Watson Chronicle


Support for Educators in the Field

Sterrett Partners with North Carolina Principal Fellows

Monday, November 18, 2013

William Sterrett

William Sterrett is partnering with the North Carolina Principal Fellows for the 2013-14 school year, facilitating a study of his book, Insights Into Action: Successful School Leaders Share What Works published by ASCD in 2011. Sterrett, a former principal, assistant principal and middle school science teacher is now an assistant professor and program coordinator in the Department of Educational Leadership at the Watson College.

On Sept. 19, Sterrett was the presenter at an Enrichment Seminar for the 65 students who comprise Class 19 of North Carolina’s Principal Fellows program. Sterrett’s presentation, titled “Learning to Lead,” focused on practical ways for those in the role of school principal to make time to both learn and lead through the lens of North Carolina leadership standards.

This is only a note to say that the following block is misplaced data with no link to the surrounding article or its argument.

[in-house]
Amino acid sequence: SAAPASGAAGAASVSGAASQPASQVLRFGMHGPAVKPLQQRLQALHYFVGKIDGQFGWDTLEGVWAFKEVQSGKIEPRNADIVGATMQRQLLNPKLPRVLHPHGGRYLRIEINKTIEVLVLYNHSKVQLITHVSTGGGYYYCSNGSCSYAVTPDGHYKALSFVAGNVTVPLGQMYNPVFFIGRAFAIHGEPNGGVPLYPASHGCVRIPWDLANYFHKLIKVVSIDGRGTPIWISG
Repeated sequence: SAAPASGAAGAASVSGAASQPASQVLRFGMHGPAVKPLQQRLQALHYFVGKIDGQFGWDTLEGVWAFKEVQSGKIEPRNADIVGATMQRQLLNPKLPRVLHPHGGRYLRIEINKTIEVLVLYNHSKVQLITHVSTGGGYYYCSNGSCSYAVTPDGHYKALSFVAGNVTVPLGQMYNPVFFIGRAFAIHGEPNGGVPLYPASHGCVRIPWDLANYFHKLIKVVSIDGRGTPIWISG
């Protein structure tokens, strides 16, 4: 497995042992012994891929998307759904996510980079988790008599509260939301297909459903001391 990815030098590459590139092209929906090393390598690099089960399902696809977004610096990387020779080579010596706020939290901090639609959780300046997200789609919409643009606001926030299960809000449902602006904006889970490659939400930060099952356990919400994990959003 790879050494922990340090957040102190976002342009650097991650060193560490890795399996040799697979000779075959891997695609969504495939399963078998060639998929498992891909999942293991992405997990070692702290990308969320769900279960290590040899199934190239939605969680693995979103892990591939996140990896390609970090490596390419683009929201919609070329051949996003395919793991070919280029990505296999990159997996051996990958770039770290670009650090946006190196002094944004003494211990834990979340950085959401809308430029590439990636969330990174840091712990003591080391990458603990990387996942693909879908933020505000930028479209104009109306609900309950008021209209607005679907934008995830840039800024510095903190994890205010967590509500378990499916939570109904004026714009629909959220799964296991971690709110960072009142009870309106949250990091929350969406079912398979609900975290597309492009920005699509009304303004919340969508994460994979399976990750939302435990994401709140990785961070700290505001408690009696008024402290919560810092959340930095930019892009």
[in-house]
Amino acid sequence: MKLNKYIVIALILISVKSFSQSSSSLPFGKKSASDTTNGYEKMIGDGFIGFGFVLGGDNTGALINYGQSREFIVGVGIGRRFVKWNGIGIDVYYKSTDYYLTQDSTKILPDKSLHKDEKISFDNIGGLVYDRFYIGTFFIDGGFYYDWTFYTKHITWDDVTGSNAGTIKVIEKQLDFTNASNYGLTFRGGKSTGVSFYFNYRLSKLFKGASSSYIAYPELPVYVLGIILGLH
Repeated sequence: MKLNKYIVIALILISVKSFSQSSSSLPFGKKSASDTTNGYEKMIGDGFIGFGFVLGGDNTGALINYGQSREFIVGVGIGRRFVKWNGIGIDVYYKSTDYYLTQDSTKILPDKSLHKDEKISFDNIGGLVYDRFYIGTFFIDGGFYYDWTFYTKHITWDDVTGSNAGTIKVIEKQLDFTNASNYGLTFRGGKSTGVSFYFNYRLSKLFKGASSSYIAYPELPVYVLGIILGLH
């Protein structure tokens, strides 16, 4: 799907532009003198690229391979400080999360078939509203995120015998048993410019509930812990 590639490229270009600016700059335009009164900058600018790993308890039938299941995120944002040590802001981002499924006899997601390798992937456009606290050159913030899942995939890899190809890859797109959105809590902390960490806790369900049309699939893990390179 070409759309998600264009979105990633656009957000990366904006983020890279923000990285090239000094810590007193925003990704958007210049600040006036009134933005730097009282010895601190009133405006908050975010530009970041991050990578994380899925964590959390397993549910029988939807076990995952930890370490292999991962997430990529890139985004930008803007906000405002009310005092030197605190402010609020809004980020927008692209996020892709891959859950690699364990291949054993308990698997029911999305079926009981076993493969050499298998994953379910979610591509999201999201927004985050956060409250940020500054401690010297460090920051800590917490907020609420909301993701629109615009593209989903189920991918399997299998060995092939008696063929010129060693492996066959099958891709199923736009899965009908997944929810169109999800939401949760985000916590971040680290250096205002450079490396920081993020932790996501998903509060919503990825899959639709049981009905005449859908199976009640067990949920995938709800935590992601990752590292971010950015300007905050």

Principal Fellows are enrolled in Master’s in School Administration (M.S.A.) programs offered at UNC campuses across the state. Through the North Carolina Principal Fellows program, now in its 20th year, the state pays the salary of teachers as they work for two years toward a goal of becoming a principal. In return, upon graduation participants agree to work for at least four years as an administrator in public schools in North Carolina.

Class 19 Fellows are in the second year of the M.S.A. program, working to complete a full-year administrative internship that affords them 500 hours of experience in schools each semester. At UNCW, separate placements in the fall and spring provide Principal Fellows the opportunity to experience multiple levels of learning. Upon graduation, Fellows are certified to serve as K-12 administrators, and Sterrett says multiple placements help students determine the best fit. “For example, a middle grades math teacher may discover work at the elementary or high school level is more rewarding,” he says. “They may never have known that if they interned only in a middle school.”

Sterrett says the role of principal can be stressful but it’s also rewarding and he’s thrilled by the invitation from C. Diane Payne, N.C. Principal Fellows director to help prepare future education leaders across the state for the challenge.